In a world full of cheap gimmicks, it seems easy to slap on the 3D moniker in order to compensate for a product that isn't up to par. (Remember that Justin Bieber movie, "Never Say Never"? Exactly.)
But in the case of the LG Optimus 3D Max, the successor to 2011's LG Optimus 3D, the 3D feature may actually be the device's downfall instead of its saving grace. Everything else about the handset is perfectly adequate -- it has a decent 5-megapixel camera and a zippy 1.2GHz dual-core processor, and it's NFC-enabled. Its biggest setback, however, is its 3D feature, which still has a few kinks to work out and bogs the phone down when connected to a data network.
Introduced in February atand launched about a month ago in Europe, the Optimus 3D Max is going for about $635 unlocked. But you won't find the 3D Max in the States yet, and there's no word on the carrier, pricing, or release date. So until it makes its way across the ocean, we'll just have to get our 3D action someplace else.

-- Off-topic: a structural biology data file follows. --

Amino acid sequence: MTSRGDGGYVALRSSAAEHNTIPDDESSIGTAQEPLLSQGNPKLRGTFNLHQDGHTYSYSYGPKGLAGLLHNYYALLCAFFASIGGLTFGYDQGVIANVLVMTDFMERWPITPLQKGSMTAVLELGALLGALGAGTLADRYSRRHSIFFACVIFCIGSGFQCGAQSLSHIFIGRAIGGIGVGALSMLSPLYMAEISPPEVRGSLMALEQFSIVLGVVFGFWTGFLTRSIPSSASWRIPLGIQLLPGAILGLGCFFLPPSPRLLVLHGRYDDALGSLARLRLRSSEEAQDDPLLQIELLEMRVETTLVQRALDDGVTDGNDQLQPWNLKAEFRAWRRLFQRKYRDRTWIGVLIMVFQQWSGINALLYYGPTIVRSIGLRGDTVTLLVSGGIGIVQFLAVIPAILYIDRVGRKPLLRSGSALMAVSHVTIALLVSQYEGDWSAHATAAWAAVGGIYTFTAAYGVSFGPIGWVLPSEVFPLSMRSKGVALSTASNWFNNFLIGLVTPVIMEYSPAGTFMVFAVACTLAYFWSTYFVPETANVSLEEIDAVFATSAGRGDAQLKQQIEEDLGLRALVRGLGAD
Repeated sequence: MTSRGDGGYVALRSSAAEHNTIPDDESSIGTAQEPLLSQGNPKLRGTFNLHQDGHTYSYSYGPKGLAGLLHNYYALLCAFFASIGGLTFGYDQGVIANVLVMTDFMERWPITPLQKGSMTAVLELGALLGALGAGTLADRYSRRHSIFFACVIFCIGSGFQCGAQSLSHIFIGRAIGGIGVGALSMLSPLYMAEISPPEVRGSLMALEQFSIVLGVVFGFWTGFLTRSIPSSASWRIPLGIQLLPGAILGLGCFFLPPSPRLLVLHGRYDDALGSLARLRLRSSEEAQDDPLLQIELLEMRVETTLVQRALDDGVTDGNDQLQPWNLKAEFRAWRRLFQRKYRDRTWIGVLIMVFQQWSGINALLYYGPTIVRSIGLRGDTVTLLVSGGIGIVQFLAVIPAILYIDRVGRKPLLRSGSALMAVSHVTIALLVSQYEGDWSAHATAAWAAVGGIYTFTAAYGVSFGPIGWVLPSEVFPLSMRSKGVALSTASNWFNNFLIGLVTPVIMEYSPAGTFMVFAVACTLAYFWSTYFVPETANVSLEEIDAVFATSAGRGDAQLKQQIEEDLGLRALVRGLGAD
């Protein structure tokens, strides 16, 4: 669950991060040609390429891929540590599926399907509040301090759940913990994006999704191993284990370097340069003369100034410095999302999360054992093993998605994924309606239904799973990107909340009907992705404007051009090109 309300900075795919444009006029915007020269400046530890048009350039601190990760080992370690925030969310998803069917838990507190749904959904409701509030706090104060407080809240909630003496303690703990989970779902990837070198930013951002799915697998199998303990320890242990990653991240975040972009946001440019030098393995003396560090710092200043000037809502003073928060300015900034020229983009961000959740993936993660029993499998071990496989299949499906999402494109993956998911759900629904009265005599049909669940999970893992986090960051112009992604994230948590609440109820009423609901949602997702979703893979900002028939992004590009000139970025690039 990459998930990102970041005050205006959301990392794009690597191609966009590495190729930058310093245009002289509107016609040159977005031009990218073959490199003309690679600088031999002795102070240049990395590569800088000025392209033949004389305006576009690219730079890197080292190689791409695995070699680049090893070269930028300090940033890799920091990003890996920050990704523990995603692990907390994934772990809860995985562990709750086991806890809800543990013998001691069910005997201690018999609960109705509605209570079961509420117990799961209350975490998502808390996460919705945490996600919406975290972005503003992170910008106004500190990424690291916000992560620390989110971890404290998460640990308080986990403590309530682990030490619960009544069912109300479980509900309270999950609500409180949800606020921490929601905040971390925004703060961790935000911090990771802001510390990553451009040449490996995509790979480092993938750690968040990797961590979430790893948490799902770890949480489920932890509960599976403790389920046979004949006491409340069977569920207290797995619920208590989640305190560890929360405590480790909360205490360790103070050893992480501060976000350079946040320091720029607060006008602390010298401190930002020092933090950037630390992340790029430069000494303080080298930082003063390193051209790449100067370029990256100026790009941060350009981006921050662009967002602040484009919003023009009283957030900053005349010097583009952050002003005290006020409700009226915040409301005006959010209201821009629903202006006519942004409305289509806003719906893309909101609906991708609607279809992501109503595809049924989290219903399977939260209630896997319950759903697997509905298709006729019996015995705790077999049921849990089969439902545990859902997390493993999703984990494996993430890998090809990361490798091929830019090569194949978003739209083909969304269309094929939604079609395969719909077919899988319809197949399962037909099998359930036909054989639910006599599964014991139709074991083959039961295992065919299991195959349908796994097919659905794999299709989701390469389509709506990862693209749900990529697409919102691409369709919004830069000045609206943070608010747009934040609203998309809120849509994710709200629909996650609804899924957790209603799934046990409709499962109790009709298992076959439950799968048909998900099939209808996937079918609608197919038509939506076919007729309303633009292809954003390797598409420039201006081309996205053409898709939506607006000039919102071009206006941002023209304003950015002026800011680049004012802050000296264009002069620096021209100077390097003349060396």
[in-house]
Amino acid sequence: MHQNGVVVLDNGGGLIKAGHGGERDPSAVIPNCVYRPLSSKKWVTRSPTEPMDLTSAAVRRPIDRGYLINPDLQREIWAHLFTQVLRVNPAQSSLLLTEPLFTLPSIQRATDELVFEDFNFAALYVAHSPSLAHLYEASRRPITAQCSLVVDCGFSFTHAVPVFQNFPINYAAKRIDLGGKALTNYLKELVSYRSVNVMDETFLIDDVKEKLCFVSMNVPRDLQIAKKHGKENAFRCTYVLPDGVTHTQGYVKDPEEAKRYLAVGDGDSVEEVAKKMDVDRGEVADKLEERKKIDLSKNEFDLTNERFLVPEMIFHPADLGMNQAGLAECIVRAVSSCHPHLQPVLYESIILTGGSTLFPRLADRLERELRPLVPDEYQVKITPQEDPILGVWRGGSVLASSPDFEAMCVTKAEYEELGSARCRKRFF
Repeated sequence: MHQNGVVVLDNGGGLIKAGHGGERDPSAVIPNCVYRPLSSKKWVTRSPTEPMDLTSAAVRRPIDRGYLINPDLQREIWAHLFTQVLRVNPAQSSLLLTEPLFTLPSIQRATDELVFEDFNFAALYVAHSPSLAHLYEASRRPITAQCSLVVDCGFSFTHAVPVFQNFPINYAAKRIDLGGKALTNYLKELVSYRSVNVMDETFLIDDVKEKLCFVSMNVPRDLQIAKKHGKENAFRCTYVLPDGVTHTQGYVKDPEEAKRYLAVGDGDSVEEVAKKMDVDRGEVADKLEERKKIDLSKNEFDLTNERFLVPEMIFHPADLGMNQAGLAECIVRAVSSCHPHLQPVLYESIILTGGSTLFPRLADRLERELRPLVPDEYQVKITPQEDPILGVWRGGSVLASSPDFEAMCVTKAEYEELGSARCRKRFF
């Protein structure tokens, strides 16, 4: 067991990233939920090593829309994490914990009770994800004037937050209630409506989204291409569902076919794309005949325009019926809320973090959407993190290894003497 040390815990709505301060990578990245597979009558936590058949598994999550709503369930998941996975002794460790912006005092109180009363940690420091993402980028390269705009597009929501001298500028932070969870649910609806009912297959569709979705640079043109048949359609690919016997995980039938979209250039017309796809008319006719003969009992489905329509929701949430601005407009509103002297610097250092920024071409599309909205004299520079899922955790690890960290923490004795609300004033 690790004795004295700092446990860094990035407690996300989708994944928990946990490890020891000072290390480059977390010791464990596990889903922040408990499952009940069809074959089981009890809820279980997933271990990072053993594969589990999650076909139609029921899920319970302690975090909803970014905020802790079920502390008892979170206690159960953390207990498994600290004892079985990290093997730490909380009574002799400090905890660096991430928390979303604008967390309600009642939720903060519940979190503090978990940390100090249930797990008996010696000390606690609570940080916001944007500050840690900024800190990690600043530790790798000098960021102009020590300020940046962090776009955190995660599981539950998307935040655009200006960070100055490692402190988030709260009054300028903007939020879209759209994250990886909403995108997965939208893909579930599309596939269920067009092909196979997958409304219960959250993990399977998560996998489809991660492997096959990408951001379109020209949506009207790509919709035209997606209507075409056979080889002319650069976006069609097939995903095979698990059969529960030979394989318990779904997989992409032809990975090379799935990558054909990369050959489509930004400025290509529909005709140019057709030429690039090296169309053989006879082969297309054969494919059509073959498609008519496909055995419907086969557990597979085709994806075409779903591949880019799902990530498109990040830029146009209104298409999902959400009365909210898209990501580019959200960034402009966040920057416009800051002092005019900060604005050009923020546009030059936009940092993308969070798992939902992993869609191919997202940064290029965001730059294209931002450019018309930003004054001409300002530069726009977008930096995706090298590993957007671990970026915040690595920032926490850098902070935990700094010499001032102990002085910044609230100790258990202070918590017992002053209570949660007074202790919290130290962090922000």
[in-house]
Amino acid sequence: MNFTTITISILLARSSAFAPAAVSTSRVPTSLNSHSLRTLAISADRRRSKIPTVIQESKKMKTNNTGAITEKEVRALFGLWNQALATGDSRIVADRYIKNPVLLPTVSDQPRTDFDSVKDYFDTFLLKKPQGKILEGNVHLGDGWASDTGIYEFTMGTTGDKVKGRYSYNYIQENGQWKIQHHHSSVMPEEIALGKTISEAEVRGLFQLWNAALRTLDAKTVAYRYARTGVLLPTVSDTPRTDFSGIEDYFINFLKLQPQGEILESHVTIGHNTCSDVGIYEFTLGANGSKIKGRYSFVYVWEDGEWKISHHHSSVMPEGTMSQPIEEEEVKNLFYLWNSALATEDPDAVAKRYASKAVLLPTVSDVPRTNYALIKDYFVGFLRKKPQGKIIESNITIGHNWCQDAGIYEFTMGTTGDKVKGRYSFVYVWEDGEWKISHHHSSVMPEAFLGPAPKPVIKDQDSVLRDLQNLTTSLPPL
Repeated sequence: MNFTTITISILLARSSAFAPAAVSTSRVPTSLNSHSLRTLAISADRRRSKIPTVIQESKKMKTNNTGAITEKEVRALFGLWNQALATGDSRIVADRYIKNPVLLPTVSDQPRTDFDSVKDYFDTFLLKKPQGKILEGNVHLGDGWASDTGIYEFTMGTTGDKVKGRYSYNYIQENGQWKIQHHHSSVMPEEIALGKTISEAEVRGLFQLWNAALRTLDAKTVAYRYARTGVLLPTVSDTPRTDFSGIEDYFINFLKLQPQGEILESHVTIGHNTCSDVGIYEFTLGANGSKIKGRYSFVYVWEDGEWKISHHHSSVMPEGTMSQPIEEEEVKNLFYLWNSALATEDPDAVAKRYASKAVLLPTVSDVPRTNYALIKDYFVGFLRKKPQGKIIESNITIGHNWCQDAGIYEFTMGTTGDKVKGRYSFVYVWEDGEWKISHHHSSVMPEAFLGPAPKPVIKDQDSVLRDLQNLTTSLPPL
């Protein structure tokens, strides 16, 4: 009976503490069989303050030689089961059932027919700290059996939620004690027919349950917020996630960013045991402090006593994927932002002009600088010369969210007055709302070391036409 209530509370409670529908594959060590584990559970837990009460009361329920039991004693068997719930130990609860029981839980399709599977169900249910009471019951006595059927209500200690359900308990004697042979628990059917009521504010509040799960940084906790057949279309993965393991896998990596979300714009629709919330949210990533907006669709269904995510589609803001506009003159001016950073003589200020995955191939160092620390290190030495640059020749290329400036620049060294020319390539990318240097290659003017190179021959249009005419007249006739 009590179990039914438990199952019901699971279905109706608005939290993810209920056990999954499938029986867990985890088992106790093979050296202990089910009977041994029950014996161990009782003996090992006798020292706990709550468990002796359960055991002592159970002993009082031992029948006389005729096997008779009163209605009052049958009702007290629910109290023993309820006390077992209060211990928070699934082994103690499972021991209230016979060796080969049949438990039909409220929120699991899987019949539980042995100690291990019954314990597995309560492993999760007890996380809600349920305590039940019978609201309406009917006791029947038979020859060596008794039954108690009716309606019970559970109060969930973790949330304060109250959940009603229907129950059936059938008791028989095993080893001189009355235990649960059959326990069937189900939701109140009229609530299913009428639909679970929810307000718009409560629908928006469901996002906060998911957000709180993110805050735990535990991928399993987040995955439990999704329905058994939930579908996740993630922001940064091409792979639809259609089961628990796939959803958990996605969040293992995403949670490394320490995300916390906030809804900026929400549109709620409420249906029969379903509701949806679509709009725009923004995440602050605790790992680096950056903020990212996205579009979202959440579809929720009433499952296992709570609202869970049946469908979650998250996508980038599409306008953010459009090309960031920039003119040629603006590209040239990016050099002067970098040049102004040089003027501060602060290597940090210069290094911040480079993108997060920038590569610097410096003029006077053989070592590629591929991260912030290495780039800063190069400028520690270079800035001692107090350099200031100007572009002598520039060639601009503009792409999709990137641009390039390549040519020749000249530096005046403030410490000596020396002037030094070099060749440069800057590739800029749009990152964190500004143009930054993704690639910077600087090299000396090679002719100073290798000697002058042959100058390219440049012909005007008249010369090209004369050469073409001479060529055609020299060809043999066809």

The LG Optimus 3D Max measures 4.99 inches tall and 2.65 inches wide. At 0.38 inch thick, it's thinner than the original Optimus 3D, but at 5.22 ounces, it's still heavy. I have a small grip, so the device felt too wide to handle. I dropped the handset a couple of times trying to use it with one hand, and its slick backing didn't help out either. Although I can put it in my jeans pocket, the fit is snug and a good half-inch is still exposed.
On the left side are a volume rocker and a Micro-USB port that has a small cover you can toggle back and forth. Though I appreciate the faux-metallic finishing on these features, the volume buttons are difficult to press. They're so flush with the side of the phone, it makes them hard to find by feel and even harder to push. Up top are a 3.5mm headphone jack (a pair of midlevel earbuds comes with the 3D Max) and a sleep/power button. To the right is the 3D shortcut button, which gives you quick access to your 3D games, 3D YouTube videos, and the 3D camera (more on all these later).
The back is made out of a black, slightly textured thin piece of plastic. Again, it's incredibly smooth, so don't expect any friction to keep it in place on, say, an airplane seat's tray table or your car's dashboard. On the left side, you'll see two 5-megapixel lenses for the 2D and 3D cameras, and on the bottom right are two slits for the output speaker. Using a small indent on the bottom edge of the device, you can pry the backing off to gain access to the 1,520mAh battery, the microSD card slot, and the two little gold NFC antennas.